According to the University of Toronto research, the brains of believers and non-believers work differently under stress.
In the research led by Assistant Psychology Professor Michael Inzlicht, participants performed a Stroop task - a well-known test of cognitive control - while hooked up to electrodes that measured their brain activity.
Compared to non-believers, the religious participants showed significantly less activity in the anterior cingulate cortex (ACC), a portion of the brain that helps modify behavior by signaling when attention and control are needed, usually as a result of some anxiety-producing event like making a mistake.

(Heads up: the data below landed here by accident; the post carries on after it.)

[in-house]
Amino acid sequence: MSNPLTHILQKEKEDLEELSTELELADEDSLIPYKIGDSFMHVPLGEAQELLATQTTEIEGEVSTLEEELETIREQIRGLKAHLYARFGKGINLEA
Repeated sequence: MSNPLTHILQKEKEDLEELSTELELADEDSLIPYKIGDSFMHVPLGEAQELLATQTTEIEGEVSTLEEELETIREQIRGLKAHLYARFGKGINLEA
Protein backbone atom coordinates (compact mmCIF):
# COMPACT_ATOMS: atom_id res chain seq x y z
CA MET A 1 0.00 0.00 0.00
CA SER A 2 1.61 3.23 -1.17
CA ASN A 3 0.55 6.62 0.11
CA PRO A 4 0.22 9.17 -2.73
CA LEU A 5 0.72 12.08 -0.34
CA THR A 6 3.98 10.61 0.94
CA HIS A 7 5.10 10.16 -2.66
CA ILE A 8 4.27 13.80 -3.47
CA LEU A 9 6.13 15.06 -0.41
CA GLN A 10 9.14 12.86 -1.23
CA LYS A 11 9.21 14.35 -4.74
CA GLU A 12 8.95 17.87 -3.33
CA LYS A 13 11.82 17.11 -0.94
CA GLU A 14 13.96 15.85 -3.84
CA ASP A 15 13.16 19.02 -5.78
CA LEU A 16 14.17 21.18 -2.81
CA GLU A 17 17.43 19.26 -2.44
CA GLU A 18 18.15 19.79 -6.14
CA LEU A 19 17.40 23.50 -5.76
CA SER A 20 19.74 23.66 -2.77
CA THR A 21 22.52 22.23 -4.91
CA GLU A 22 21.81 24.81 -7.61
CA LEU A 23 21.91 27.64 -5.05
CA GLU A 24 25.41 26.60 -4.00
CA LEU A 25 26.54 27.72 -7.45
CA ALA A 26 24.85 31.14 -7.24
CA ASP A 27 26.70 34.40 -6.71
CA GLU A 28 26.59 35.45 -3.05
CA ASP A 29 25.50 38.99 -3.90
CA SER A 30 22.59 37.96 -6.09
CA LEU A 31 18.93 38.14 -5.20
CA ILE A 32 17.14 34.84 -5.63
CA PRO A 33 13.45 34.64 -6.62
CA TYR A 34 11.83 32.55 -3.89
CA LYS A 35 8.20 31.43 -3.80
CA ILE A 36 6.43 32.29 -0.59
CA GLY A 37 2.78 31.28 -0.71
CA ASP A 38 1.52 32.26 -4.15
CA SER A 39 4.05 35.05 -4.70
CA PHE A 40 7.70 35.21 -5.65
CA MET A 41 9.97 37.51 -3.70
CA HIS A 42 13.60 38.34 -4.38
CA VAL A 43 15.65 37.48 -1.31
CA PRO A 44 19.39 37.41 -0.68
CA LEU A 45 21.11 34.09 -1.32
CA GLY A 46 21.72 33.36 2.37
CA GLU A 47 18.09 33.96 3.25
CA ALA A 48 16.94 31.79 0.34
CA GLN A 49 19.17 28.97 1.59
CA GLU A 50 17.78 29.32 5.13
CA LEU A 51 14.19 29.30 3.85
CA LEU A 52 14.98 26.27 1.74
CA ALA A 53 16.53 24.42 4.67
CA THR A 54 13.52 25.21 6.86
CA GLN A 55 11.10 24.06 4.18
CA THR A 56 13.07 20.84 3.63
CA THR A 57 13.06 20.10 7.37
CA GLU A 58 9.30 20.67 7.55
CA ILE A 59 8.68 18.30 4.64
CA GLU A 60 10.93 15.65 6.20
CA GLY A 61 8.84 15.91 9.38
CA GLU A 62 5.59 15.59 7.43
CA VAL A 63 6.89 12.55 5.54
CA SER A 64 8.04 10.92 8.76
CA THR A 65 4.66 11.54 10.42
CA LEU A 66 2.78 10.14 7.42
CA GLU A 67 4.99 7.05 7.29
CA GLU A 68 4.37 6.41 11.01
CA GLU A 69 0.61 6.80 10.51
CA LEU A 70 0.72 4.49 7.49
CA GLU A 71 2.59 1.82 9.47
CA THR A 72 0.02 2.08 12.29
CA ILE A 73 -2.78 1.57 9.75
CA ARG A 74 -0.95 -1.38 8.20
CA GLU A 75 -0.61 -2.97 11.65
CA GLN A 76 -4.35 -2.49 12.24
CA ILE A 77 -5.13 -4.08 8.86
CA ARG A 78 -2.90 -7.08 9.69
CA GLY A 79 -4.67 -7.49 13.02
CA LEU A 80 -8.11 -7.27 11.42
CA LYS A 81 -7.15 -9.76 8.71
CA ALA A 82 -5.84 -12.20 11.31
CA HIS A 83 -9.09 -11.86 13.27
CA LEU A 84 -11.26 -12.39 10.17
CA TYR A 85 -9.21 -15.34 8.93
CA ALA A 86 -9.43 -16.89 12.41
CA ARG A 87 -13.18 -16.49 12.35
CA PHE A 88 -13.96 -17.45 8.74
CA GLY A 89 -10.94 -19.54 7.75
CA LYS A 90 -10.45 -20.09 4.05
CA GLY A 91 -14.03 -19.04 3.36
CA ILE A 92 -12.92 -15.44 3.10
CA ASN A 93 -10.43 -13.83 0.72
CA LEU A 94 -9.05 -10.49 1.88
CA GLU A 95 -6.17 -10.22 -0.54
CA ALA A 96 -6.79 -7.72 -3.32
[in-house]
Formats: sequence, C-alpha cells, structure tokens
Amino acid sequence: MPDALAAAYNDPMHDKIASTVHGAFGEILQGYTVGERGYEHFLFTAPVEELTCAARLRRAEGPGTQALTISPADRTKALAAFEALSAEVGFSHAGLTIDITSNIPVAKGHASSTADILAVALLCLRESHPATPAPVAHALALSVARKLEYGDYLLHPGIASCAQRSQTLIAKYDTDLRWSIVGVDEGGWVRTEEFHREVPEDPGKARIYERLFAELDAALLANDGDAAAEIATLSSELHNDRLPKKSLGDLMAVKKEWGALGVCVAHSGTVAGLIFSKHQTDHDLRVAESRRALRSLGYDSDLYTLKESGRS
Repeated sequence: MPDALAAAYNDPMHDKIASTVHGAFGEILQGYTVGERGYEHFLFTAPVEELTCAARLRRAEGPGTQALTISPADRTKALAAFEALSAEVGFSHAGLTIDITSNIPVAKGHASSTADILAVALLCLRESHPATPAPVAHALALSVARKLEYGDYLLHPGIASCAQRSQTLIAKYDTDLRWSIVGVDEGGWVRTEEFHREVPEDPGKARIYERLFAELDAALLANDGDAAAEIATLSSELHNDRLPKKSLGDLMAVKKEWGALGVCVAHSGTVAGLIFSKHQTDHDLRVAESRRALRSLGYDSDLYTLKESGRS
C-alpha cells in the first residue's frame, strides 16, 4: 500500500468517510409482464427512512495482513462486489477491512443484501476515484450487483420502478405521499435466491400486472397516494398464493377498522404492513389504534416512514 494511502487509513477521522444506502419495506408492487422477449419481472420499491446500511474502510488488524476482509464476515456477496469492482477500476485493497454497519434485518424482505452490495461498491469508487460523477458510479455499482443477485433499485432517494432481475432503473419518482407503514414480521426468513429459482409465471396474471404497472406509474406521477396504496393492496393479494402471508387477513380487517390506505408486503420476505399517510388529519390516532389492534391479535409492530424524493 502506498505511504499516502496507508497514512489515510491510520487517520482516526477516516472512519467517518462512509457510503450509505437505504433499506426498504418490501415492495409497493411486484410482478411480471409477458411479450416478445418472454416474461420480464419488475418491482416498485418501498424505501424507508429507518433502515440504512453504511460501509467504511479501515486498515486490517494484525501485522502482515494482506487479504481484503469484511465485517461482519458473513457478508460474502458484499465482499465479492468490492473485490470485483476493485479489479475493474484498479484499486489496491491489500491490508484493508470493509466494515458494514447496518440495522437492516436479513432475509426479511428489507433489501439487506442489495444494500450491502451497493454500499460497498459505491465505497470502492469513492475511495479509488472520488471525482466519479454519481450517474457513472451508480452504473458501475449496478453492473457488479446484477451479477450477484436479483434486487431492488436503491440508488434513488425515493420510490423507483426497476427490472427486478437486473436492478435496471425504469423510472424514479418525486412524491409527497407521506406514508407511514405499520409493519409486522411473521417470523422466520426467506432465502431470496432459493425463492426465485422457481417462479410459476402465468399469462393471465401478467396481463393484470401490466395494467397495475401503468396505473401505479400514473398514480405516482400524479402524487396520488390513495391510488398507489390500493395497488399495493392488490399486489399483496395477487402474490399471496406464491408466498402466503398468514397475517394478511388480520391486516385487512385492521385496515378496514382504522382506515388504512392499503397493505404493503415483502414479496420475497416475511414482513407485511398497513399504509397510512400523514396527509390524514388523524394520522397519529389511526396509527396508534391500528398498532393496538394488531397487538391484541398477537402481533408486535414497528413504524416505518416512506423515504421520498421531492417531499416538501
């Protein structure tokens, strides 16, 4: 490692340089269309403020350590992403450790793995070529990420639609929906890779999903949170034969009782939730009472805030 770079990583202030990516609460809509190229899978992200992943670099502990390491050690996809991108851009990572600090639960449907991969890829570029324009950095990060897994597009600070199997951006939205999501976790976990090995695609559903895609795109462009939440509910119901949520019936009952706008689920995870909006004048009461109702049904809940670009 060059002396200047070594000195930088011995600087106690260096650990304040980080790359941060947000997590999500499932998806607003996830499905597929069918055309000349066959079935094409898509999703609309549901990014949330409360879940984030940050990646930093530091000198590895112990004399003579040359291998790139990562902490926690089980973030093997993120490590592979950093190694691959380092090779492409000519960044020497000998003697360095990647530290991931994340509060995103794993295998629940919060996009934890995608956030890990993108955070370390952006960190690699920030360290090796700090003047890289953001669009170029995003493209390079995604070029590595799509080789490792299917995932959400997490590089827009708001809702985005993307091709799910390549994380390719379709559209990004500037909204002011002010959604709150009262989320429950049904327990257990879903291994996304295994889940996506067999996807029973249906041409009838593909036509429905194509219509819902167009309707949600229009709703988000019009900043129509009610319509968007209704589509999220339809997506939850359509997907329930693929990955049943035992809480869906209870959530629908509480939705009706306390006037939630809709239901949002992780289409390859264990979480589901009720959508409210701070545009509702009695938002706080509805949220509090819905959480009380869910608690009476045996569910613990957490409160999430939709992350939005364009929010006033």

The stronger their religious zeal and the more they believed in God, the less their ACC fired in response to their own errors, and the fewer errors they made.
These correlations remained strong even after controlling for personality and cognitive ability, says Inzlicht, who also found that religious participants made fewer errors on the Stroop task than their non-believing counterparts.